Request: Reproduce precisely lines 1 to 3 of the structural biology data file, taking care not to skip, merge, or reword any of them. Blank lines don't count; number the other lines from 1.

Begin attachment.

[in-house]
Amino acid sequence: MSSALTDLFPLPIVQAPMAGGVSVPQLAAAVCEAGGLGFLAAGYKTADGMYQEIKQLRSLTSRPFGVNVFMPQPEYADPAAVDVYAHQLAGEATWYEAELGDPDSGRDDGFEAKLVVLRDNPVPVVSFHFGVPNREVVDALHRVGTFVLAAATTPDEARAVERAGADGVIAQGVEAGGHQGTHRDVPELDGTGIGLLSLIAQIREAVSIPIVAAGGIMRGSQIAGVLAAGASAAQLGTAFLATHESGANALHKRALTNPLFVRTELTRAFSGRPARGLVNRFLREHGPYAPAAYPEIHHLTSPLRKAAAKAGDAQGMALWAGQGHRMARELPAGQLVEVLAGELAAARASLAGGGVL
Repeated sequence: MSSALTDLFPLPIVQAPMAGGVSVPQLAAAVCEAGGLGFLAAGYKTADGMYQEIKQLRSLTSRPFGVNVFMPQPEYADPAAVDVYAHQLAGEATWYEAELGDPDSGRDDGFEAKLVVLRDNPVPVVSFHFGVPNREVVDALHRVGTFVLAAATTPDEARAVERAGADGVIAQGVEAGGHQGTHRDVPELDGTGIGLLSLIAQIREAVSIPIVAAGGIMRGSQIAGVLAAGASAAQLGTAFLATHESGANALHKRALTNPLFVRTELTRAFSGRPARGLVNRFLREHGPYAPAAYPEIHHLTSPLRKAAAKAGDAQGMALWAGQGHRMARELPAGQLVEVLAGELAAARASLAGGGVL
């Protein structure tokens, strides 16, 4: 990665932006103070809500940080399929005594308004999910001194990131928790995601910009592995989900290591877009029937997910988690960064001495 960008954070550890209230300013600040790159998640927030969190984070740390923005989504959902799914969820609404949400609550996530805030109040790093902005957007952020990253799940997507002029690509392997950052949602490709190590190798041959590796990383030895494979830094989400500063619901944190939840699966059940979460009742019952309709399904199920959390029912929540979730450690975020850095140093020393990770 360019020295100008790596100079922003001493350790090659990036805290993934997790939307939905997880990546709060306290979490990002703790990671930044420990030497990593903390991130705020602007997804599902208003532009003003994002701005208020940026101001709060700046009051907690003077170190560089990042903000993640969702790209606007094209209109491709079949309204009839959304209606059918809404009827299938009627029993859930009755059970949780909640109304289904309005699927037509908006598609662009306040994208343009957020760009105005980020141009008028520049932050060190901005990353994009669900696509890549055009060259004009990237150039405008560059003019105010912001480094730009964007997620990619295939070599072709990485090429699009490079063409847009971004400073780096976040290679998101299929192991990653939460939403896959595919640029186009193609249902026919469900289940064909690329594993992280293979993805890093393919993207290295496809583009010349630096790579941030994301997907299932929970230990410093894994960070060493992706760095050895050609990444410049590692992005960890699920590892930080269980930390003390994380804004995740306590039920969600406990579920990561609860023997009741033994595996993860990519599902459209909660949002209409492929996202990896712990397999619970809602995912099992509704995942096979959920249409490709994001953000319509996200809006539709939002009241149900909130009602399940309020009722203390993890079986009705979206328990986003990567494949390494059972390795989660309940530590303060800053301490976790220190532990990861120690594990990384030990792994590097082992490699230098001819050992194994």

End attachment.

[in-house]
Amino acid sequence: MSSALTDLFPLPIVQAPMAGGVSVPQLAAAVCEAGGLGFLAAGYKTADGMYQEIKQLRSLTSRPFGVNVFMPQPEYADPAAVDVYAHQLAGEATWYEAELGDPDSGRDDGFEAKLVVLRDNPVPVVSFHFGVPNREVVDALHRVGTFVLAAATTPDEARAVERAGADGVIAQGVEAGGHQGTHRDVPELDGTGIGLLSLIAQIREAVSIPIVAAGGIMRGSQIAGVLAAGASAAQLGTAFLATHESGANALHKRALTNPLFVRTELTRAFSGRPARGLVNRFLREHGPYAPAAYPEIHHLTSPLRKAAAKAGDAQGMALWAGQGHRMARELPAGQLVEVLAGELAAARASLAGGGVL
Repeated sequence: MSSALTDLFPLPIVQAPMAGGVSVPQLAAAVCEAGGLGFLAAGYKTADGMYQEIKQLRSLTSRPFGVNVFMPQPEYADPAAVDVYAHQLAGEATWYEAELGDPDSGRDDGFEAKLVVLRDNPVPVVSFHFGVPNREVVDALHRVGTFVLAAATTPDEARAVERAGADGVIAQGVEAGGHQGTHRDVPELDGTGIGLLSLIAQIREAVSIPIVAAGGIMRGSQIAGVLAAGASAAQLGTAFLATHESGANALHKRALTNPLFVRTELTRAFSGRPARGLVNRFLREHGPYAPAAYPEIHHLTSPLRKAAAKAGDAQGMALWAGQGHRMARELPAGQLVEVLAGELAAARASLAGGGVL